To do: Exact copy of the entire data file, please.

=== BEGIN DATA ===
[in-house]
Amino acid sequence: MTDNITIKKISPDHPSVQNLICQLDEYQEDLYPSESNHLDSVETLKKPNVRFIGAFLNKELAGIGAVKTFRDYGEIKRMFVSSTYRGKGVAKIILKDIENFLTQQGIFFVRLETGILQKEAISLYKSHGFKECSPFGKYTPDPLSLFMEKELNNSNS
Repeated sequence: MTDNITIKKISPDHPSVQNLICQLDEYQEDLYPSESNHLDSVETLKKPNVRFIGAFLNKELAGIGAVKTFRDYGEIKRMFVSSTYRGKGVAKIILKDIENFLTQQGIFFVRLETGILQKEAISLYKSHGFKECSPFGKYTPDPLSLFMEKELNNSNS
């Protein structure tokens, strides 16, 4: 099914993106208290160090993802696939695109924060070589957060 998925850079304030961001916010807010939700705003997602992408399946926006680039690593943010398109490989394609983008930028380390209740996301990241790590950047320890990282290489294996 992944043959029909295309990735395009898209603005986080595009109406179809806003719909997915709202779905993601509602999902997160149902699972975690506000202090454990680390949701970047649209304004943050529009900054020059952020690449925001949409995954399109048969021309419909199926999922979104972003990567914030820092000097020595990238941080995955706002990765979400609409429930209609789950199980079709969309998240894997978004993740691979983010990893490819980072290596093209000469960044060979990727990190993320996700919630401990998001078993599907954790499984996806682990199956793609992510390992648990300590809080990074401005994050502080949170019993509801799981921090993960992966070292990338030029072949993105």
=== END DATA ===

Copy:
[in-house]
Amino acid sequence: MTDNITIKKISPDHPSVQNLICQLDEYQEDLYPSESNHLDSVETLKKPNVRFIGAFLNKELAGIGAVKTFRDYGEIKRMFVSSTYRGKGVAKIILKDIENFLTQQGIFFVRLETGILQKEAISLYKSHGFKECSPFGKYTPDPLSLFMEKELNNSNS
Repeated sequence: MTDNITIKKISPDHPSVQNLICQLDEYQEDLYPSESNHLDSVETLKKPNVRFIGAFLNKELAGIGAVKTFRDYGEIKRMFVSSTYRGKGVAKIILKDIENFLTQQGIFFVRLETGILQKEAISLYKSHGFKECSPFGKYTPDPLSLFMEKELNNSNS
């Protein structure tokens, strides 16, 4: 099914993106208290160090993802696939695109924060070589957060 998925850079304030961001916010807010939700705003997602992408399946926006680039690593943010398109490989394609983008930028380390209740996301990241790590950047320890990282290489294996 992944043959029909295309990735395009898209603005986080595009109406179809806003719909997915709202779905993601509602999902997160149902699972975690506000202090454990680390949701970047649209304004943050529009900054020059952020690449925001949409995954399109048969021309419909199926999922979104972003990567914030820092000097020595990238941080995955706002990765979400609409429930209609789950199980079709969309998240894997978004993740691979983010990893490819980072290596093209000469960044060979990727990190993320996700919630401990998001078993599907954790499984996806682990199956793609992510390992648990300590809080990074401005994050502080949170019993509801799981921090993960992966070292990338030029072949993105």